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December 16, 2010
As the economy rebounds from the recession, high performance computing seems to be recovering in kind. IDC says HPC revenue grew by 2 percent in the first half of 2010 and predicts the market will grow by 6 to 7 percent for the year. That rosy picture was reflected in some notable HPC success stories over the last 12 months. But there were a few setbacks as well. Here are my hits and misses for the year.
Hit: GPU Computing Comes of Age
No surprise here. Led principally by NVIDIA, GPU computed made some significant headway in 2010. Nearly every HPC system vendor added Fermi GPU-equipped computers to their stable this year, including the big three server makers: IBM, HP and Dell. On the software side, CUDA applications and third-party integrations proliferated, while ISVs like ANSYS, SIMULIA and Livermore Software Technology Corp. (LSTC) announced plans for GPGPU support. Oh, and as of November, three of the top four supercomputers in the world are powered with GPUs, including the number one system from China.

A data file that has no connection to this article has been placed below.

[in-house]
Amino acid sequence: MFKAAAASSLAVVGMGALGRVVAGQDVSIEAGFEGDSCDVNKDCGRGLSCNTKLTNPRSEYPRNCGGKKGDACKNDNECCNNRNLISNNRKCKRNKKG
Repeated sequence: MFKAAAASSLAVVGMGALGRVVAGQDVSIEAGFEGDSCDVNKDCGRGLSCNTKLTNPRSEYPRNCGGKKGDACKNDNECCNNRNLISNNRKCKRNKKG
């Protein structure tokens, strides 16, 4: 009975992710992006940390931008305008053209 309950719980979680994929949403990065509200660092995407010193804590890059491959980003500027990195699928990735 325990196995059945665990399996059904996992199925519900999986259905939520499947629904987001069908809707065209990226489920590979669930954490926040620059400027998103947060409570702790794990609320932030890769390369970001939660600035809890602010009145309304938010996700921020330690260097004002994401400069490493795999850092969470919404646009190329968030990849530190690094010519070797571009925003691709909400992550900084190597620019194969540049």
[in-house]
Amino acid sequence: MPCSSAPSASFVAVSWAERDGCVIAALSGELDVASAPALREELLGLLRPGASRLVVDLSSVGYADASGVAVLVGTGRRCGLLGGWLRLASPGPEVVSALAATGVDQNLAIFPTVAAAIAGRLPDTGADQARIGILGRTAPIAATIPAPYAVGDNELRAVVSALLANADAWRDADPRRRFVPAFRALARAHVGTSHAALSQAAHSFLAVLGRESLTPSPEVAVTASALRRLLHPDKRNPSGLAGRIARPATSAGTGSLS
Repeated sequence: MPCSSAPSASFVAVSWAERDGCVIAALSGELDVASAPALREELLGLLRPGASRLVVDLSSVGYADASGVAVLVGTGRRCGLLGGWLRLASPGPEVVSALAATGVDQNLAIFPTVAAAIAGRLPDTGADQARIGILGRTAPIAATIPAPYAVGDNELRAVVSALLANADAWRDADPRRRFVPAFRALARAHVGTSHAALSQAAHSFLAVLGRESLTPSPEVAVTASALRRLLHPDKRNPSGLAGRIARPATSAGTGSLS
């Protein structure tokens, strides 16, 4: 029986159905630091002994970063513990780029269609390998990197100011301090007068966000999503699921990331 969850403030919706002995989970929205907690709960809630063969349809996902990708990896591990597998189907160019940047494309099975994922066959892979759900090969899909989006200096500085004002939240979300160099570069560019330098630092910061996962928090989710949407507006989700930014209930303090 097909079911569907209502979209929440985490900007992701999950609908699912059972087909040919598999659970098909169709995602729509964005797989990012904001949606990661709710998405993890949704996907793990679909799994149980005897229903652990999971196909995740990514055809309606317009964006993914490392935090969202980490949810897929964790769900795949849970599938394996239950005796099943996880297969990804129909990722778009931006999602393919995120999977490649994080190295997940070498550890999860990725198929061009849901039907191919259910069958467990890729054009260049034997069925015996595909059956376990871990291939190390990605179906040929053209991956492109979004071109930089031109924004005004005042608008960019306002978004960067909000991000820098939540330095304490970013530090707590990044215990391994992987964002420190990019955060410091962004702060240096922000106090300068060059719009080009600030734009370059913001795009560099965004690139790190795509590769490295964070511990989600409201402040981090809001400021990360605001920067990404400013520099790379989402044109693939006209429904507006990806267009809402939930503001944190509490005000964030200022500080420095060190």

Hit: China Takes Supercomputing Crown from US
Speaking of which: Yes indeed, the Asian superpower gave birth to the number one supercomputer in 2010. Tianhe-1A delivered 2.56 Linpack petaflops, knocking ORNL's Jaguar (and the US) into the number two position. China also took third place with Nebulae, a 1.27 petaflop system. The country now has 24 systems on the TOP500 list, and given its stated ambitions, intends to grow that significantly in the coming years.
Miss: Oracle Shows HPC the Door